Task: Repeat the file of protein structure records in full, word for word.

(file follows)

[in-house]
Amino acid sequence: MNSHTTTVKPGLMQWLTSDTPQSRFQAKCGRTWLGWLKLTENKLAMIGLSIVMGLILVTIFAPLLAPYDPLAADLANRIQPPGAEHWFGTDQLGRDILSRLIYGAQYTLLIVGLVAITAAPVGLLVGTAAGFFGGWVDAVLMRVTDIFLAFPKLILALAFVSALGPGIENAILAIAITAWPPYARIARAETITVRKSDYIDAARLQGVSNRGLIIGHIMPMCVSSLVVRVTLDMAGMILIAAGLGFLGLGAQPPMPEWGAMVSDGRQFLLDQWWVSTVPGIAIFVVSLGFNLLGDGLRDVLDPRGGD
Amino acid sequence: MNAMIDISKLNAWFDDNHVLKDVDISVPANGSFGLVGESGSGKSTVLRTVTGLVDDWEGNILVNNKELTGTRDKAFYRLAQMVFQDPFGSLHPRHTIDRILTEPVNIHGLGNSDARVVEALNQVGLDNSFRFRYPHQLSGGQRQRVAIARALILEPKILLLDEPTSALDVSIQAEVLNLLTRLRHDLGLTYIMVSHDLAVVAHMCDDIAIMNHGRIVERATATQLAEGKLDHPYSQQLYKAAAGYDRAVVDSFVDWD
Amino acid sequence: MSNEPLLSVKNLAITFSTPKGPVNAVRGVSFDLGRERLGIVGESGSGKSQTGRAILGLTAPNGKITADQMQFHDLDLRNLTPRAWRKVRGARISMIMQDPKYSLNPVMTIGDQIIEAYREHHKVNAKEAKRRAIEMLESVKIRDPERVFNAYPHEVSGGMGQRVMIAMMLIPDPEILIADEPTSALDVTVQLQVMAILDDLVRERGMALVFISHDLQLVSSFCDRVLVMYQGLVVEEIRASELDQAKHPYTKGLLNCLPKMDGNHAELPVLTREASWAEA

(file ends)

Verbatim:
[in-house]
Amino acid sequence: MNSHTTTVKPGLMQWLTSDTPQSRFQAKCGRTWLGWLKLTENKLAMIGLSIVMGLILVTIFAPLLAPYDPLAADLANRIQPPGAEHWFGTDQLGRDILSRLIYGAQYTLLIVGLVAITAAPVGLLVGTAAGFFGGWVDAVLMRVTDIFLAFPKLILALAFVSALGPGIENAILAIAITAWPPYARIARAETITVRKSDYIDAARLQGVSNRGLIIGHIMPMCVSSLVVRVTLDMAGMILIAAGLGFLGLGAQPPMPEWGAMVSDGRQFLLDQWWVSTVPGIAIFVVSLGFNLLGDGLRDVLDPRGGD
Amino acid sequence: MNAMIDISKLNAWFDDNHVLKDVDISVPANGSFGLVGESGSGKSTVLRTVTGLVDDWEGNILVNNKELTGTRDKAFYRLAQMVFQDPFGSLHPRHTIDRILTEPVNIHGLGNSDARVVEALNQVGLDNSFRFRYPHQLSGGQRQRVAIARALILEPKILLLDEPTSALDVSIQAEVLNLLTRLRHDLGLTYIMVSHDLAVVAHMCDDIAIMNHGRIVERATATQLAEGKLDHPYSQQLYKAAAGYDRAVVDSFVDWD
Amino acid sequence: MSNEPLLSVKNLAITFSTPKGPVNAVRGVSFDLGRERLGIVGESGSGKSQTGRAILGLTAPNGKITADQMQFHDLDLRNLTPRAWRKVRGARISMIMQDPKYSLNPVMTIGDQIIEAYREHHKVNAKEAKRRAIEMLESVKIRDPERVFNAYPHEVSGGMGQRVMIAMMLIPDPEILIADEPTSALDVTVQLQVMAILDDLVRERGMALVFISHDLQLVSSFCDRVLVMYQGLVVEEIRASELDQAKHPYTKGLLNCLPKMDGNHAELPVLTREASWAEA